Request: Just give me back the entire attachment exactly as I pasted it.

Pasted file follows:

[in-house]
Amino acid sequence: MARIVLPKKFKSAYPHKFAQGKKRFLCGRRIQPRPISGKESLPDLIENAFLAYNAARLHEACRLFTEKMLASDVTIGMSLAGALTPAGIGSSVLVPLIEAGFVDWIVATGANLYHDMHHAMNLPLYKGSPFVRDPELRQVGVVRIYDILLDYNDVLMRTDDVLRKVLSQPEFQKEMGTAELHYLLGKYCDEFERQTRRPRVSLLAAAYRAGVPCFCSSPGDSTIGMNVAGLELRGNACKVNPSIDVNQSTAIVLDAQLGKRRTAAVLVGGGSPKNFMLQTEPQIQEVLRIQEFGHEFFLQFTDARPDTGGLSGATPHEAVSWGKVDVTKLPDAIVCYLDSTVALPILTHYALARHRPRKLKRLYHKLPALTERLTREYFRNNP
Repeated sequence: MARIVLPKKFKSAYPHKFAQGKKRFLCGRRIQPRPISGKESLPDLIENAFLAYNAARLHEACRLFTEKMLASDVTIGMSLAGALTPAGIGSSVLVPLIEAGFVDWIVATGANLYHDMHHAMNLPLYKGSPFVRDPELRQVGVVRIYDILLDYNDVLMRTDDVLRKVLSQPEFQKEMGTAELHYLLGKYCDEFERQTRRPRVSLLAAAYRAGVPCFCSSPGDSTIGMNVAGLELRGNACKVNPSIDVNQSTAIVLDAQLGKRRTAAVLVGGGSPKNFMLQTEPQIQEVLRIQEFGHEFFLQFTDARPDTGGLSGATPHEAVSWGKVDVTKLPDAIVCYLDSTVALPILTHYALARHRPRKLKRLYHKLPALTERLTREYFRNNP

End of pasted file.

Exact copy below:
[in-house]
Amino acid sequence: MARIVLPKKFKSAYPHKFAQGKKRFLCGRRIQPRPISGKESLPDLIENAFLAYNAARLHEACRLFTEKMLASDVTIGMSLAGALTPAGIGSSVLVPLIEAGFVDWIVATGANLYHDMHHAMNLPLYKGSPFVRDPELRQVGVVRIYDILLDYNDVLMRTDDVLRKVLSQPEFQKEMGTAELHYLLGKYCDEFERQTRRPRVSLLAAAYRAGVPCFCSSPGDSTIGMNVAGLELRGNACKVNPSIDVNQSTAIVLDAQLGKRRTAAVLVGGGSPKNFMLQTEPQIQEVLRIQEFGHEFFLQFTDARPDTGGLSGATPHEAVSWGKVDVTKLPDAIVCYLDSTVALPILTHYALARHRPRKLKRLYHKLPALTERLTREYFRNNP
Repeated sequence: MARIVLPKKFKSAYPHKFAQGKKRFLCGRRIQPRPISGKESLPDLIENAFLAYNAARLHEACRLFTEKMLASDVTIGMSLAGALTPAGIGSSVLVPLIEAGFVDWIVATGANLYHDMHHAMNLPLYKGSPFVRDPELRQVGVVRIYDILLDYNDVLMRTDDVLRKVLSQPEFQKEMGTAELHYLLGKYCDEFERQTRRPRVSLLAAAYRAGVPCFCSSPGDSTIGMNVAGLELRGNACKVNPSIDVNQSTAIVLDAQLGKRRTAAVLVGGGSPKNFMLQTEPQIQEVLRIQEFGHEFFLQFTDARPDTGGLSGATPHEAVSWGKVDVTKLPDAIVCYLDSTVALPILTHYALARHRPRKLKRLYHKLPALTERLTREYFRNNP